Ma T‘ieh 马铁
Killed in a volley of arrows as Cao Cao attacks the Ma’s outside Xuchang.
Ma Hsiu 马休
Second son of Ma Teng. Executed by Cao Cao on his way to Xuchang.
Ma Yen 马延
Served Yuan Shang, and later Cao Cao. Killed by Gan Ning.
Ma Tsun 马遵
Was defeated by Shu and fled to Hu, drives Jiang Wei into Shu by his paranoia.
滿寵 (伯寧)
Man Ch‘ung (Po-ning) 满宠 (伯宁)
Served Cao Cao as Military Aide. Helped to repel Shu’s fifth northern campaign.
Mao Chia 毛嘉
A joke among the court, Cao Rui held drinking parties at his house.
毛玠 (孝先)
Mao Chieh (Hsiao-hsien) 毛玠 (孝先)
Served as Military Aide to Cao Cao. Later Staff Supervisor, then Naval Commander.
Mei Ch‘êng 梅成
Bandit lord with Chen Lan, he feigned surrender to Yu Jin and revolted again.
Mei Fu 梅敷
His defection left a hole in the local area that turned into no man’s land.
孟達 (子敬)
Mêng Ta (Tzŭ-ching) 孟达 (子敬)
Refused aid to Guan Yu. Defeated by Sima Yi. In novel, kills Xu Huang.

Notes: Meng Da was originally styled Zijing (子敬), but later changed his style to Zidu (子度) because the uncle of his lord, Liu Bei, was named Liu Jing.

孟建 (公威)
Mêng Chien (Kungwei) 孟建 (公威)
Friend of Xu Shu and Zhuge Liang. Joined Wei. Became Inspector of Liang Province.

Notes: ‘Meng Gongwei’ in Romance of the Three Kingdoms (his style name is used).

麋芳 (子方)
Mi Fang (Tzŭ-fang) 麋芳 (子方)
Mi Zhu’s brother. Served all three kingdoms. Surrendered to Wu after threat of punishment from Guan Yu.
Miao Shang 缪尚
Was left behind by Zhang Yang’s killer to guard the area.
繆襲 (熙伯)
Miao Hsi (Hsi-po) 缪袭 (熙伯)
One of the historians that worked on the Wei shu.
沐并 (德信)
Mu Ping (Tê-hsing) 沐并 (德信)
A poor orphan, became a man of strong principle, willing to face down powerful opposition.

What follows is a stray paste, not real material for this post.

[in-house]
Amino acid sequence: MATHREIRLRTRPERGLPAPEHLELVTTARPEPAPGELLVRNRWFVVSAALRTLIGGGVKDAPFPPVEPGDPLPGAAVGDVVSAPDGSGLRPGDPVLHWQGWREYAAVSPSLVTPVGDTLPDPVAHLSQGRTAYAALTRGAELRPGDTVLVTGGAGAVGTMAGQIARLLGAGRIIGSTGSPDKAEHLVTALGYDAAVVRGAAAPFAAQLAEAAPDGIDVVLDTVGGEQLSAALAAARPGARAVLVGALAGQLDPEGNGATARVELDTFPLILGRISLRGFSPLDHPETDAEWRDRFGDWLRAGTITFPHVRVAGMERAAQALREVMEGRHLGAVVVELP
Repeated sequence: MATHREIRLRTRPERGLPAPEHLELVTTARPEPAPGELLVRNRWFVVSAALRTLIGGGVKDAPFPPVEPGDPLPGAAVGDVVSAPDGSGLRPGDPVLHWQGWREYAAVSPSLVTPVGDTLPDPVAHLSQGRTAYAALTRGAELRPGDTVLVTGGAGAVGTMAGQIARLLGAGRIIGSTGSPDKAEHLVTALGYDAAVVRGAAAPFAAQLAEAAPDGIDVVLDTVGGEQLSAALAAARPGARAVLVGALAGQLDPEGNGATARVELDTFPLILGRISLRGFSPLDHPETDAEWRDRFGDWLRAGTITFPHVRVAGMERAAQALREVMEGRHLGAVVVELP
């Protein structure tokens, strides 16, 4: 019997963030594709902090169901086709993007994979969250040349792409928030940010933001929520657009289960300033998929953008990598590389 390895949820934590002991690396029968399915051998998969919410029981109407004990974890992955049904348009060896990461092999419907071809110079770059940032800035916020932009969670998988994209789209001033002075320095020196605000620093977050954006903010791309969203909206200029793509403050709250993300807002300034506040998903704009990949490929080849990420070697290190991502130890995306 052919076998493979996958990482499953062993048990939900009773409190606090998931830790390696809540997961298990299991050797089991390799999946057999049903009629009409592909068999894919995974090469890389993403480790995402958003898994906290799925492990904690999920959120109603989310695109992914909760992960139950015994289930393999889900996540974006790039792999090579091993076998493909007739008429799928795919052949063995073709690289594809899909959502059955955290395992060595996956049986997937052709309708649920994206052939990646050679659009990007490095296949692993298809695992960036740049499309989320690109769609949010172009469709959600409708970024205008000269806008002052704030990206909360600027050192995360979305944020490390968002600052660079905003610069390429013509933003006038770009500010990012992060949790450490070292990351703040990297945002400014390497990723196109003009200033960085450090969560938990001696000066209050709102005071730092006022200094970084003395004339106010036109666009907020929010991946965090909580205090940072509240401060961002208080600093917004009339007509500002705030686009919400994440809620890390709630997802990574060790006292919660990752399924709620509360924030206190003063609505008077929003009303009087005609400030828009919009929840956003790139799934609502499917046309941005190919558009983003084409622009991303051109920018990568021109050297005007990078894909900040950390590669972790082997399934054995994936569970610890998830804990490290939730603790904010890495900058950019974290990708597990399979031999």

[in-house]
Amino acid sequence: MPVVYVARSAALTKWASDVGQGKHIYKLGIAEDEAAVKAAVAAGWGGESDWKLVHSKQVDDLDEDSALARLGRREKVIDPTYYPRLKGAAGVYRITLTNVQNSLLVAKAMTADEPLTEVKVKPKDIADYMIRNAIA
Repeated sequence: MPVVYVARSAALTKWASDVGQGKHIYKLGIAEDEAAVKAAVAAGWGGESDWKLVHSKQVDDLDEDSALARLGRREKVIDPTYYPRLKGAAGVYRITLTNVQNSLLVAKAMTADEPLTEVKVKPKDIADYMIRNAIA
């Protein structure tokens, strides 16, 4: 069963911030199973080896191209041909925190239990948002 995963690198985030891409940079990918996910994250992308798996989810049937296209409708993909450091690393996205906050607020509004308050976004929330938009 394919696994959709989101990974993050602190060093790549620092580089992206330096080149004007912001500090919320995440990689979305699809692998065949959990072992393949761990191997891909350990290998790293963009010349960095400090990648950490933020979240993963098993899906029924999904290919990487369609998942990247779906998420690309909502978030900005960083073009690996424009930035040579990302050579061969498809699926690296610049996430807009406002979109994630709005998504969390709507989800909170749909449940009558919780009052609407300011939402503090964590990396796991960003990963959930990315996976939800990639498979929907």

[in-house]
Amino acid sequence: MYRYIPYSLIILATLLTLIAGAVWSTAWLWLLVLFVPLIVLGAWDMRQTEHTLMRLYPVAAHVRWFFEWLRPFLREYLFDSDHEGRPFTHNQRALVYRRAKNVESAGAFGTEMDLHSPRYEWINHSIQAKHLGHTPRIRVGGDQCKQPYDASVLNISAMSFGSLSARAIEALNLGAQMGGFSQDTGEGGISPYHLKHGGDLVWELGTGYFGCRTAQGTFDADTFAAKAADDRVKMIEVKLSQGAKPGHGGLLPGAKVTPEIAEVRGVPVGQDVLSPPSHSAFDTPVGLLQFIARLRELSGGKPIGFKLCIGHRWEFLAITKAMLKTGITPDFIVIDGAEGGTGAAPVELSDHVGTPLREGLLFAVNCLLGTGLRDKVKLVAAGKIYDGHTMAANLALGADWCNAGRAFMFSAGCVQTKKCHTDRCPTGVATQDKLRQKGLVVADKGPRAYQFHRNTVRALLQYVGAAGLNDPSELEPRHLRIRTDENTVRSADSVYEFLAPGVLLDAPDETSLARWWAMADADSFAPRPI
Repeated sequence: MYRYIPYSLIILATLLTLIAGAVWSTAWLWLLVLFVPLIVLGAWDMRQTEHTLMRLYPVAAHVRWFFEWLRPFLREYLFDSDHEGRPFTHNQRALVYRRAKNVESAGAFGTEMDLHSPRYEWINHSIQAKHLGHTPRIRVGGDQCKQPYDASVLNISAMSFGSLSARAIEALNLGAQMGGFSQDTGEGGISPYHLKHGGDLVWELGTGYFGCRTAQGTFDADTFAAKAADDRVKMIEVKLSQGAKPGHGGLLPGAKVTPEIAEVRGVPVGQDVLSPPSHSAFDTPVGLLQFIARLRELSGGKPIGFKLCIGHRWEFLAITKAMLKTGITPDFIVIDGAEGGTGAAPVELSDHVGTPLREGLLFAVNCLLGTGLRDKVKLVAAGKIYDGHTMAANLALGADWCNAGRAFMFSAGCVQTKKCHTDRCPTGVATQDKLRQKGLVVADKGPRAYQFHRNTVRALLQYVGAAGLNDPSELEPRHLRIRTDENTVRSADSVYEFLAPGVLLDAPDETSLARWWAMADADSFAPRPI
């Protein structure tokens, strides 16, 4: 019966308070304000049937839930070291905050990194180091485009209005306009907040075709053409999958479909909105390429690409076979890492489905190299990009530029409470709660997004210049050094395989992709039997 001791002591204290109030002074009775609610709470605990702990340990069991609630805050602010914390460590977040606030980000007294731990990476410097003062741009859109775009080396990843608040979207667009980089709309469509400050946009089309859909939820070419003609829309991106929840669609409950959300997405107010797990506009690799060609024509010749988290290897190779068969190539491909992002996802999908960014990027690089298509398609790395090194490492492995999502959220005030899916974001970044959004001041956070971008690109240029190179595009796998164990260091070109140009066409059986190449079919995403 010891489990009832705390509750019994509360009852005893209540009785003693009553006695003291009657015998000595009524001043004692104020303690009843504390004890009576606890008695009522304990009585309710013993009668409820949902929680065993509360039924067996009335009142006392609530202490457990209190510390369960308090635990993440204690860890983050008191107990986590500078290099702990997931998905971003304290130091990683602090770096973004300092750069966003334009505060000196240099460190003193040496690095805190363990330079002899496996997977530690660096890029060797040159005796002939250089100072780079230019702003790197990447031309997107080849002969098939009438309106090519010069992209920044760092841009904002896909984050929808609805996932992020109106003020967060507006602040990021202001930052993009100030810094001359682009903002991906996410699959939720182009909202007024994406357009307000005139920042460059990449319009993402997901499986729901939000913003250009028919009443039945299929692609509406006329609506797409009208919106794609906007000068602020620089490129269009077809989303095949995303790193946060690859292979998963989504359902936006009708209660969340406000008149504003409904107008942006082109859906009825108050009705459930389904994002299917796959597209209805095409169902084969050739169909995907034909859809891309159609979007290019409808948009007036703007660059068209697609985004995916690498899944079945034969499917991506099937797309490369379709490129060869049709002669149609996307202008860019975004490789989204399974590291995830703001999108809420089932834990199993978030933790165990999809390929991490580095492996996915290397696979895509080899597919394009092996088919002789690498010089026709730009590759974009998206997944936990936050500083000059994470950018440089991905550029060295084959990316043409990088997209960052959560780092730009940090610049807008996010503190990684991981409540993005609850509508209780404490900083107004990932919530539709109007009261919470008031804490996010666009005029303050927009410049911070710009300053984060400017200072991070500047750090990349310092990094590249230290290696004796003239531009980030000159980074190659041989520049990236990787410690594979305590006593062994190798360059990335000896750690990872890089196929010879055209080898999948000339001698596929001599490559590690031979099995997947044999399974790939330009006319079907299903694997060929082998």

Niu Tan 牛亶
Sent by the Han to replace Liu Zhang when Zhao Wei rebelled.
Niu Kai 牛盖
Also known as 朱蓋 Zhu Gai. Helped defeat Chen Lan in 209. Accompanied Xu Huang to Fan.
Niu Chin 牛金
Subordinate of Cao Ren. Attacked Zhou Yu’s camp at Nanjun, but was defeated and rescued by Cao Ren.
潘勗 (元茂)
P‘an Hsü (Yüan-mao) 潘勖 (元茂)
Wrote up the the proclamation that made Cao Cao Duke of Wei.
龐德 (令明)
P‘ang Tê (Ling-ming) 庞德 (令明)
Served Ma Chao, Zhang Lu, then Cao Cao. Fought against Guan Yu at Fancheng.
龐宏 (巨師)
P‘ang Hung (Chü-shih) 庞宏 (巨师)
Son of Pang Tong. Joined Wei with Huang Quan after the Shu army’s defeat by Wu.
P‘ang Hui 庞会
Pang De’s son. Had Guan Yu’s clan exterminated after Shu’s surrender.
P‘ang Lin 庞林
Surrendered to Wei with Huang Quan, where Lin was reunited with his wife.
龐淯 (子異)
P‘ang Yü (Tzŭ-i) 庞淯 (子异)
Fillial man, helped avenge grandfather and tried to avenge master.
P‘ei Hui (Wên-chi) 裴徽
Talented scholar and friends with many great men. Settled rivalry between Xun Can and Fu Gu.
裴茂 (巨光)
P‘ei Mao (Chü-kuang) 裴茂 (巨光)
Sent by Xian to give Cao Cao the Golden Seal. Took part in Li Jue’s death.
裴潛 (文行)
P‘ei Ch‘ien (Wên-hsing) 裴潜 (文行)
Refused service with Liu Biao, he dealt with the Shanyu without an army.
Ch‘ien Hung 牵弘
Served Wei. District Governor of Jincheng before helping Deng Ai’s invasion of Shu.
牽招 (子經)
Ch‘ien Chao (Tzŭ-ching) 牵招 (子经)
Persuaded the Wuhuan to side with Cao Cao over the Yuan’s. Mourned Yuan Shang.
秦朗 (元明)
Ch‘in Lang (Yüan-ming) 秦朗 (元明)
Adopted son of Cao Cao. Led troops to pacify the Xianbei in 233. Close to Cao Rui.
Ch‘in Ch‘i 秦祺
Served Wei under Xiahou Dun. In novel, killed by Guan Yu leaving Cao Cao.
秦召 (伯南)
Ch‘in Shao (Po-nan) 秦召 (伯南)
Saved Cao Cao’s life at the cost of his own, his son was adopted by Cao Cao.
Ch‘in Ilu 秦宜禄
Sent to ask for reinforcements, his wife was taken by Cao Cao. Killed by Zhang Fei.